x = Boston$indus y.lab = 'Median Property Value' x.lab = 'Non-retail business acres per town' # Use summary on x to find 25th, 50th and 75th percentiles. We will use # these for the positions of the knots for regression and natural splines. summary(x) ## Min. 1st Qu. Median Mean 3rd Qu. Max. ## 0.46 5.19 9.69 11.14 18.10 27.74 cuts <- summary(x)[c(2,3,5)] cuts ## 1st Qu. Median 3rd Qu. ## 5.19 9.69 18.10 # sort x for later. sort.x = sort(x) # Fit a cubic spline spline.bs = lm(y ~ bs(x, knots = cuts)) pred.bs = predict(spline.bs, newdata = list(x = sort.x), se = TRUE) se.bands.bs = cbind(pred.bs$fit + 2 * pred.bs$se.fit, pred.bs$fit - 2 * pred.bs$se.fit) # Fit a natural cubic spline. spline.ns = lm(y ~ ns(x, knots = cuts)) pred.ns = predict(spline.ns, newdata = list(x = sort.x), se = TRUE) se.bands.ns = cbind(pred.ns$fit + 2 * pred.ns$se.fit, pred.ns$fit - 2 * pred.ns$se.fit) # Fit a smoothing spline, with 3 effective degrees of freedom. spline.smooth = smooth.spline(x, y, df = 3) # Split the plotting device into 3. par(mfrow = c(1,3)) # Plot the cubic spline. plot(x, y, cex.lab = 1.1, col="darkgrey", xlab = x.lab, ylab = y.lab, main = "Cubic Spline", bty = 'l') lines(sort.x, pred.bs$fit, lwd = 2, col = "red")
matlines(sort.x, se.bands.bs, lwd = 2, col = "red", lty = 3)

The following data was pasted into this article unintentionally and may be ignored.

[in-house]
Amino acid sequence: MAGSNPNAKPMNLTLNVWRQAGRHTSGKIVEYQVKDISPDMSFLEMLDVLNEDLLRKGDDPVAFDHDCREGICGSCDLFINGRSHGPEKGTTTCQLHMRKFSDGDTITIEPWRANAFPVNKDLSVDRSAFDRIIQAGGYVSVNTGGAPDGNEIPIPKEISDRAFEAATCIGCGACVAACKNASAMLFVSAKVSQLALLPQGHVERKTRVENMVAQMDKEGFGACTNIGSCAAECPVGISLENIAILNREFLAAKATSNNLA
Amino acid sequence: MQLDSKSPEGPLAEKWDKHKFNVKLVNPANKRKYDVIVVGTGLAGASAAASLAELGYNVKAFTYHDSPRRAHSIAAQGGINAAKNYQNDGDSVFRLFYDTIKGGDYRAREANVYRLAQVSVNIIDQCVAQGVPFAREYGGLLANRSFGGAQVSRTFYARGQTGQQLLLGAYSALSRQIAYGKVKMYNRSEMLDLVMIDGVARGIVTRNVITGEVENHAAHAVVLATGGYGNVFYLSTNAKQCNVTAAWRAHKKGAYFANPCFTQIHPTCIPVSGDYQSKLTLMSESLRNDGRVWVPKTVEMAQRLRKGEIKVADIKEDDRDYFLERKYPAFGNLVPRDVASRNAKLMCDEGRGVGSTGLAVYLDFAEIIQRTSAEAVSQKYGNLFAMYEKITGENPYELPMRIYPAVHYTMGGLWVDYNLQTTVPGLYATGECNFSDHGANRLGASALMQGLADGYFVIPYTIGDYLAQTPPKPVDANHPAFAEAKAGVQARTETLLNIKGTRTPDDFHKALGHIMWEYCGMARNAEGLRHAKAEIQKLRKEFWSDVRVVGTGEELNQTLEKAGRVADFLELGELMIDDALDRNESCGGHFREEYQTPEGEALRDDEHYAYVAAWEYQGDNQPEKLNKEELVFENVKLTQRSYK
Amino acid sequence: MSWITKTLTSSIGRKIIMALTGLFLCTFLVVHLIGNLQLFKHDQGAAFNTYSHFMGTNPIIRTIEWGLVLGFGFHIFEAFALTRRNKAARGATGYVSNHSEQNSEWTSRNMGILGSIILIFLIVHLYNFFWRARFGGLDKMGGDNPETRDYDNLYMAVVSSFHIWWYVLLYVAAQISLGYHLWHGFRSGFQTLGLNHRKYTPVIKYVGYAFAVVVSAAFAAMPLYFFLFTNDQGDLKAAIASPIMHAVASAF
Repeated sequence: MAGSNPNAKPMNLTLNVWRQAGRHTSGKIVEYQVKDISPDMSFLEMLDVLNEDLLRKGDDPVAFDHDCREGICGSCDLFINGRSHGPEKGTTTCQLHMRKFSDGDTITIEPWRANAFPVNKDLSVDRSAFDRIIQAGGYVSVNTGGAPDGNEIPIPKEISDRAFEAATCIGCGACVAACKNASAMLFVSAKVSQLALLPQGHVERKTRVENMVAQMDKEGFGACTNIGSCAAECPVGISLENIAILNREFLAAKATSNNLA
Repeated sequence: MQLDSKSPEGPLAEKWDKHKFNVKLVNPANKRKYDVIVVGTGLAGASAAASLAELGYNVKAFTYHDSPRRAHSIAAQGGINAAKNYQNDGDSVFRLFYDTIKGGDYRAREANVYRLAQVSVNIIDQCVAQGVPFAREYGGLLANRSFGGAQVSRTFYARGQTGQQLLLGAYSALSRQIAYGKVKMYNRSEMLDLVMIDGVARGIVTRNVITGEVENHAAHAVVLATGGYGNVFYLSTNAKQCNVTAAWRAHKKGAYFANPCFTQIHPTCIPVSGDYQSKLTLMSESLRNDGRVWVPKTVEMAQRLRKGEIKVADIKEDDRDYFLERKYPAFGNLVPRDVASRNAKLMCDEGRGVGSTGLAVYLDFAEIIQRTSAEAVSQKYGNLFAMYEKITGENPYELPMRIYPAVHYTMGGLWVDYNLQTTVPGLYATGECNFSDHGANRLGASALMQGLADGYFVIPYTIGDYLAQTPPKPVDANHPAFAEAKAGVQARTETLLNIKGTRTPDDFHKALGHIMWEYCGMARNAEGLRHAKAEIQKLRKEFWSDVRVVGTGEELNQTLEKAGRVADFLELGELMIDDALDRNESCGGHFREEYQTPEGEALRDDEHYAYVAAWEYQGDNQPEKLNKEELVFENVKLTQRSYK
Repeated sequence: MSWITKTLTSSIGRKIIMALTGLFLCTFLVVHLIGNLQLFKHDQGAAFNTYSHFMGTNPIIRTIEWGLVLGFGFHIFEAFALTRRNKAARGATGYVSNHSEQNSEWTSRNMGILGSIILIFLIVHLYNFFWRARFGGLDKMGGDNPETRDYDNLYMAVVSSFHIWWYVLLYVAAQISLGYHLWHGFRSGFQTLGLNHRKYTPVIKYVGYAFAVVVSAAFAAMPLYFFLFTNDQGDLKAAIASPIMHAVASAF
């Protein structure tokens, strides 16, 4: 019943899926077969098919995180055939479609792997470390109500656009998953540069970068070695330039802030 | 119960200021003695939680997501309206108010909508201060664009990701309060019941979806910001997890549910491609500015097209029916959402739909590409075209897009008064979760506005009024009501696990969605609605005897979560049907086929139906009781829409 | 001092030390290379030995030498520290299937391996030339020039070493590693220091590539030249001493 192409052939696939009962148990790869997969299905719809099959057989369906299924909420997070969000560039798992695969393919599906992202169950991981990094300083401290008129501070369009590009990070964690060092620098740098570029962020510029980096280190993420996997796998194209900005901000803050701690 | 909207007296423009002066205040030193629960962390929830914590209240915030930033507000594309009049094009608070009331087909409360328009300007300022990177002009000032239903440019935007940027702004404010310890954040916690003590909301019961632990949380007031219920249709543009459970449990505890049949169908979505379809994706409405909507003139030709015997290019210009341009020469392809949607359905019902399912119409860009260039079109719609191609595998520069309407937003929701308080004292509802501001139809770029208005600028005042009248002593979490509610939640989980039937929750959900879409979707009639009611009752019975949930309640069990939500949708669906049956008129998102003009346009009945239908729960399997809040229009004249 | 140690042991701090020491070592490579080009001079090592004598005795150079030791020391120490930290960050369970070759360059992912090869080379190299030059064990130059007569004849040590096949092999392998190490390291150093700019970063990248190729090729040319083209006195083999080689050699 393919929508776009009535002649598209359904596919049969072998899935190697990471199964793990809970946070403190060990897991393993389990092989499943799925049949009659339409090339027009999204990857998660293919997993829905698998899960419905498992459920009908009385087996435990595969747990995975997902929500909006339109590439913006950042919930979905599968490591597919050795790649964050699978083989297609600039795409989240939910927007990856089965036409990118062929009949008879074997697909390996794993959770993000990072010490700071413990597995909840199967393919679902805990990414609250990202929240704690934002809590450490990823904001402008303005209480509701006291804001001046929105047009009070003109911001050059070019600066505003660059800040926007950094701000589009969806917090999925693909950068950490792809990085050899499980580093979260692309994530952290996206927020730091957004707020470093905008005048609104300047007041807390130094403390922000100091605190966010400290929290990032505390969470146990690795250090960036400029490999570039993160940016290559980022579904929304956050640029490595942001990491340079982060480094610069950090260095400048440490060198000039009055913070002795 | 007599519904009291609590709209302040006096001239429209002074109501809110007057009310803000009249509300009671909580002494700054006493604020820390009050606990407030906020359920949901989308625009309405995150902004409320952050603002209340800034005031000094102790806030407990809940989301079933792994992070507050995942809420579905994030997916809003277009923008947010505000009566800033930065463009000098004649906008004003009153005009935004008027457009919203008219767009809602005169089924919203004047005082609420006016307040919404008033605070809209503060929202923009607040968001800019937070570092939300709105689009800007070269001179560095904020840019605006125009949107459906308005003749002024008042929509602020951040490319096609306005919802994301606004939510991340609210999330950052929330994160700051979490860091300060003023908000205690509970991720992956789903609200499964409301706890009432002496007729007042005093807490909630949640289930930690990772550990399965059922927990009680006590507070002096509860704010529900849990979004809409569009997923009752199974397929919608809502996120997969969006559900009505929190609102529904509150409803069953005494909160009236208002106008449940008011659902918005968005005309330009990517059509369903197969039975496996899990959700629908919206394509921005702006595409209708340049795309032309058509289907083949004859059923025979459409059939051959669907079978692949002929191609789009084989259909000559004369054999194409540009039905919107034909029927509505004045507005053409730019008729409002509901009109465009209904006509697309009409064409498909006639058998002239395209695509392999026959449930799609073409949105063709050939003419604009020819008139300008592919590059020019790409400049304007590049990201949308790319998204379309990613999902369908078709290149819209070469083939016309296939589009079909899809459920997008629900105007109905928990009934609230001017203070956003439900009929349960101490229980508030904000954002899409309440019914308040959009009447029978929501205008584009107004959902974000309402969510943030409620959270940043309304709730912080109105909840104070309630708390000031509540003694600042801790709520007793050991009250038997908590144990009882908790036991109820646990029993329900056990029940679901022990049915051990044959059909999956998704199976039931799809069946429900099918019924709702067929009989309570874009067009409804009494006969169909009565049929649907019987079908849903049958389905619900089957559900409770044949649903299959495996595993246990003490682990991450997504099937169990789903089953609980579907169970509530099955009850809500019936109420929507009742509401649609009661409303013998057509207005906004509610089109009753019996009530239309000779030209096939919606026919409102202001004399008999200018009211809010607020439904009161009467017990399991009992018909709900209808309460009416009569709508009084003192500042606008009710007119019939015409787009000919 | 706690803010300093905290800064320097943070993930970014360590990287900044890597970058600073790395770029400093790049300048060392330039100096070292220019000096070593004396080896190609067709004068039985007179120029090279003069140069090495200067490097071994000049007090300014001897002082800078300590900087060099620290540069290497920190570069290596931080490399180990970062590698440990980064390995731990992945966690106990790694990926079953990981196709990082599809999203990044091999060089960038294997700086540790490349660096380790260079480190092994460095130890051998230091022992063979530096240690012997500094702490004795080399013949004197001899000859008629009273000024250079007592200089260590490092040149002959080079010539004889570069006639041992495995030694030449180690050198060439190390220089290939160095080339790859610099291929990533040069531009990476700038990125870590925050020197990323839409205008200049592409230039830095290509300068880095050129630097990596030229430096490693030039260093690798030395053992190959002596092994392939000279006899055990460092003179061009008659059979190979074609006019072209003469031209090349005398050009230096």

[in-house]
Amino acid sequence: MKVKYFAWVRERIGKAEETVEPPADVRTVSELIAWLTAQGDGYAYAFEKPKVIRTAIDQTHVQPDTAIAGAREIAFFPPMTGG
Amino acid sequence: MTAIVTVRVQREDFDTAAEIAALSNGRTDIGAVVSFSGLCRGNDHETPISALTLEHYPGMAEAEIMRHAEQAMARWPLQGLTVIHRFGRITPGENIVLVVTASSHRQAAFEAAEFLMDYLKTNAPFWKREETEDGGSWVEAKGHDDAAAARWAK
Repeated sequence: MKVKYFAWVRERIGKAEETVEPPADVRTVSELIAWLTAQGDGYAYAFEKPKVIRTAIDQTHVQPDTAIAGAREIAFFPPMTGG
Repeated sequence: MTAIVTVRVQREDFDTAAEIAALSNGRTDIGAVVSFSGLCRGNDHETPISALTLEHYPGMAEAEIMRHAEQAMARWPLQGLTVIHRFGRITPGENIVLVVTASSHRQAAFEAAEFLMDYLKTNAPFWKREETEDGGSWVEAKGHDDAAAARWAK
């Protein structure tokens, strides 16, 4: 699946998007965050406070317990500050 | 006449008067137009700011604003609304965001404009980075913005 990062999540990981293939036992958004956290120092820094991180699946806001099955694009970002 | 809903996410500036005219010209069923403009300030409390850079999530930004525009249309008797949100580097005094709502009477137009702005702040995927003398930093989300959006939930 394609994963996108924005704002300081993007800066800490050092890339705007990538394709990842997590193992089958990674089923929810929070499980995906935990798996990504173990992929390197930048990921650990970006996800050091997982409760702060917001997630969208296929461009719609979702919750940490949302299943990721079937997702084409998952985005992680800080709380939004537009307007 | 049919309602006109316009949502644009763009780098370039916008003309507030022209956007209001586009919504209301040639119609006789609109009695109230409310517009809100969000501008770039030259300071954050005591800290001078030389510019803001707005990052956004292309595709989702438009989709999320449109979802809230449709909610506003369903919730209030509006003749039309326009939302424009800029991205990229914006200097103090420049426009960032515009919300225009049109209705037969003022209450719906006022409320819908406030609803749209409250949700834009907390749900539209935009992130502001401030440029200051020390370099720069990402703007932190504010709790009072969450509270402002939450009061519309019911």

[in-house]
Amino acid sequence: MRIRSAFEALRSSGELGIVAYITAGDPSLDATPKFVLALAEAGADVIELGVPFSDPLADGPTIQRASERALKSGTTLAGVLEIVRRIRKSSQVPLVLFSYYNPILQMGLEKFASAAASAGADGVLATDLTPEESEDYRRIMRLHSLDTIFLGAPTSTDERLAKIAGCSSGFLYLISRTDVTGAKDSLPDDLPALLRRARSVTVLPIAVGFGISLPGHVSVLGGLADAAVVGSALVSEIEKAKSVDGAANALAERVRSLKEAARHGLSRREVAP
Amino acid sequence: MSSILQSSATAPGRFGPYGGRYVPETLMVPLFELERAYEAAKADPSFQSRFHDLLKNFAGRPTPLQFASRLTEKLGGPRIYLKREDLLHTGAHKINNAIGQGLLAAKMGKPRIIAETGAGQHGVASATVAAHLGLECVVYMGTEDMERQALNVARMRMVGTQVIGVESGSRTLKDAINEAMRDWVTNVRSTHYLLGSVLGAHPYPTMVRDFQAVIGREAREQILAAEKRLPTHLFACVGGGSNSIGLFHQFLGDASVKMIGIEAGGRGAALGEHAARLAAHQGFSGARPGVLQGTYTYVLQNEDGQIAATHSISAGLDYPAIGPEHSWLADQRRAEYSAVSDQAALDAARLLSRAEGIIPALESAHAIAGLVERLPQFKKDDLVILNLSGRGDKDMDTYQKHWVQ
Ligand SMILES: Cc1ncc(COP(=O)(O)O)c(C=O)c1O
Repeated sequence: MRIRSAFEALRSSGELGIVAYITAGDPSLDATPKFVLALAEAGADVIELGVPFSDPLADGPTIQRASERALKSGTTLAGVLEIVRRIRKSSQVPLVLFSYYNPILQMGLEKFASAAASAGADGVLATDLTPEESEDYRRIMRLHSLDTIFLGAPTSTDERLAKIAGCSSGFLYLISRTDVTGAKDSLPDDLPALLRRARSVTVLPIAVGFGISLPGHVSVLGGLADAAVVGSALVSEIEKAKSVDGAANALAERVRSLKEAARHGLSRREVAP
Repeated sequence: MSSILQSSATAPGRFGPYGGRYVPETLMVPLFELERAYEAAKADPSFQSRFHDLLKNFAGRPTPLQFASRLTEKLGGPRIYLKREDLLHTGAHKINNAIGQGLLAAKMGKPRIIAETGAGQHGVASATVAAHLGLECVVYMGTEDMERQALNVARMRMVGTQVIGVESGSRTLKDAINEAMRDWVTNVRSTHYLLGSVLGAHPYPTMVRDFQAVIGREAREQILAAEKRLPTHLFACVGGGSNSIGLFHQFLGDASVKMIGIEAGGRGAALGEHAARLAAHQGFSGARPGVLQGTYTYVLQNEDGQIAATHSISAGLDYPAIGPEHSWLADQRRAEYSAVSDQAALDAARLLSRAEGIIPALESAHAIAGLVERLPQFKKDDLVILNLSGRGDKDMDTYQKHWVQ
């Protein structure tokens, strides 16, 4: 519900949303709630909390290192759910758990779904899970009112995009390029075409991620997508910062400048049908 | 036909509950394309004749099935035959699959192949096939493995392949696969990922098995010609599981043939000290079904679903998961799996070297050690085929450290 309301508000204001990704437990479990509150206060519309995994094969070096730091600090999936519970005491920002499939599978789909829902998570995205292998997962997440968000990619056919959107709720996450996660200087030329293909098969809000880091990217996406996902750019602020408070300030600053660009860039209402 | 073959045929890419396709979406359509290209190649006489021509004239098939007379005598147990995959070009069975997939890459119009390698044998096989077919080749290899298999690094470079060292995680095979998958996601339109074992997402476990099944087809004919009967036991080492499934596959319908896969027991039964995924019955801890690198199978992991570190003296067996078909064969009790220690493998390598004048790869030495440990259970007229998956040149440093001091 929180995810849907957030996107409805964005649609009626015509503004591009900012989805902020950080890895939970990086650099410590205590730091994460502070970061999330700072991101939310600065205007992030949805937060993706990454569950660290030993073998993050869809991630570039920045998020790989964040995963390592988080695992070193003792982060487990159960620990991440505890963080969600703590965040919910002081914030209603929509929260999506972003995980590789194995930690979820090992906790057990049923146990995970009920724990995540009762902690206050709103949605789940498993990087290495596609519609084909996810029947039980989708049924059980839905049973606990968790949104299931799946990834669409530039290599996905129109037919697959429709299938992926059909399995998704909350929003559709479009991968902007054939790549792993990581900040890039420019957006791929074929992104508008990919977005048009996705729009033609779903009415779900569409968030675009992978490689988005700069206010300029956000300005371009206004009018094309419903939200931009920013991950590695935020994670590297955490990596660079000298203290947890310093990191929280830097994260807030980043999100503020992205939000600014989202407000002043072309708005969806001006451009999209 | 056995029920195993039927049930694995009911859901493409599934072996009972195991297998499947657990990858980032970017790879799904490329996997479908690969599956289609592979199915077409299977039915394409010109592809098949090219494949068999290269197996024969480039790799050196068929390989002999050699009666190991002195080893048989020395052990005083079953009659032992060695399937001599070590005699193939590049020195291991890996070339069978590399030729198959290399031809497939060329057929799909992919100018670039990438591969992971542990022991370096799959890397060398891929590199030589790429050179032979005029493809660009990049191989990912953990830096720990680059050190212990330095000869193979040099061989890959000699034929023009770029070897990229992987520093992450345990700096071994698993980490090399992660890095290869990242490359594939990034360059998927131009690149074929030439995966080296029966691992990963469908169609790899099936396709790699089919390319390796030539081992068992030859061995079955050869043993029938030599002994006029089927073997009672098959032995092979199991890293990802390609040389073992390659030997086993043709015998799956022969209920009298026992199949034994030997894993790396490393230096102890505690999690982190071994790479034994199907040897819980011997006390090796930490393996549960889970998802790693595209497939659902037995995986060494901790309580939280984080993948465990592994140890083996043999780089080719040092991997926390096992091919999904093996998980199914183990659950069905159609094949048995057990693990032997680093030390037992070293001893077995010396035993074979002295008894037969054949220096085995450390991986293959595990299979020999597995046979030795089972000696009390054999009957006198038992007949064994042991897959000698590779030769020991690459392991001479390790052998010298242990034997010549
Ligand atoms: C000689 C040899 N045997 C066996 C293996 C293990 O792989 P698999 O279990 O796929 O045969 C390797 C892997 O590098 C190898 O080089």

# Plot the natural cubic spline.
plot(x, y, cex.lab = 1.1, col="darkgrey", xlab = x.lab, ylab = y.lab,
main = "Natural Cubic Spline", bty = 'l')
lines(sort.x, pred.ns$fit, lwd = 2, col = "darkred") matlines(sort.x, se.bands.ns, lwd = 2, col = "darkred", lty = 3) # Plot the smoothing spline. plot(x, y, cex.lab = 1.1, col="darkgrey", xlab = x.lab, ylab = y.lab, main = "Smoothing Spline (3 df)", bty = 'l') lines(spline.smooth, lwd = 2, col = "brown") 1. Choose a set of predictor variables to use in order to fit a GAM for medv. Feel free to experiment with different modelling options. # Of course we discussed one possible GAM in practical demonstration # section of Chapter 10. We try another one here. # Let's set chas to be a factor (you may want to make rad a factor as well, # if used). Boston1 = Boston Boston1$chas = factor(Boston1\$chas)

# Let's fit a GAM - can you see how each predictor is contributing to
# modelling the response?
gam1 = gam( medv ~ ns( lstat, df = 5 ) + ns( nox, df = 7 ) +
s( indus, df = 7 ) + poly( age, 5 ) + chas, data = Boston1 )
par(mfrow = c(2,3))
plot(gam1,  se = TRUE, col = "blue") Boyd, S., and L. Vandenberghe. 2009. Convex Optimization. 7th ed. Cambridge: Cambridge University Press.
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Hoerl, Arthur E., and Robert W. Kennard. 1976. “Ridge Regression Iterative Estimation of the Biasing Parameter.” Communications in Statistics - Theory and Methods 5 (1): 77–88. https://doi.org/10.1080/03610927608827333.
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Tibshiriani, R. 1996. “Regression Shrinkage and Selection via the Lasso.” Journal of the Royal Statistical Society: Series B (Methodological) 58 (1): 267–88.